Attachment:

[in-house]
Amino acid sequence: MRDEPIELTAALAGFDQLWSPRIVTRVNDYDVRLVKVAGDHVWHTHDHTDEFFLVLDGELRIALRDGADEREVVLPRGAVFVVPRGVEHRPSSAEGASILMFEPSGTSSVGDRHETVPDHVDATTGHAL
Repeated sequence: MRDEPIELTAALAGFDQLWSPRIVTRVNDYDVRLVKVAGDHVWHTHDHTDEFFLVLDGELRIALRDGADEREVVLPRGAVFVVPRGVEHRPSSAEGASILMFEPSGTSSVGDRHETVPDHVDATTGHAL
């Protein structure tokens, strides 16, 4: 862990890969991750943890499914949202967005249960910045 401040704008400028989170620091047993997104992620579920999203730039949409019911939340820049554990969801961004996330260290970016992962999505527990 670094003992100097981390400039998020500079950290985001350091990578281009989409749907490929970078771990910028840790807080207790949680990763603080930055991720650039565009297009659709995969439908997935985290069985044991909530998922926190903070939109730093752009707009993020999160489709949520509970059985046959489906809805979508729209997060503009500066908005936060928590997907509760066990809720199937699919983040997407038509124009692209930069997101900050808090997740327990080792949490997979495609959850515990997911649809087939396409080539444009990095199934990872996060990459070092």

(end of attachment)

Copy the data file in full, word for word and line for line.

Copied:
[in-house]
Amino acid sequence: MRDEPIELTAALAGFDQLWSPRIVTRVNDYDVRLVKVAGDHVWHTHDHTDEFFLVLDGELRIALRDGADEREVVLPRGAVFVVPRGVEHRPSSAEGASILMFEPSGTSSVGDRHETVPDHVDATTGHAL
Repeated sequence: MRDEPIELTAALAGFDQLWSPRIVTRVNDYDVRLVKVAGDHVWHTHDHTDEFFLVLDGELRIALRDGADEREVVLPRGAVFVVPRGVEHRPSSAEGASILMFEPSGTSSVGDRHETVPDHVDATTGHAL
């Protein structure tokens, strides 16, 4: 862990890969991750943890499914949202967005249960910045 401040704008400028989170620091047993997104992620579920999203730039949409019911939340820049554990969801961004996330260290970016992962999505527990 670094003992100097981390400039998020500079950290985001350091990578281009989409749907490929970078771990910028840790807080207790949680990763603080930055991720650039565009297009659709995969439908997935985290069985044991909530998922926190903070939109730093752009707009993020999160489709949520509970059985046959489906809805979508729209997060503009500066908005936060928590997907509760066990809720199937699919983040997407038509124009692209930069997101900050808090997740327990080792949490997979495609959850515990997911649809087939396409080539444009990095199934990872996060990459070092």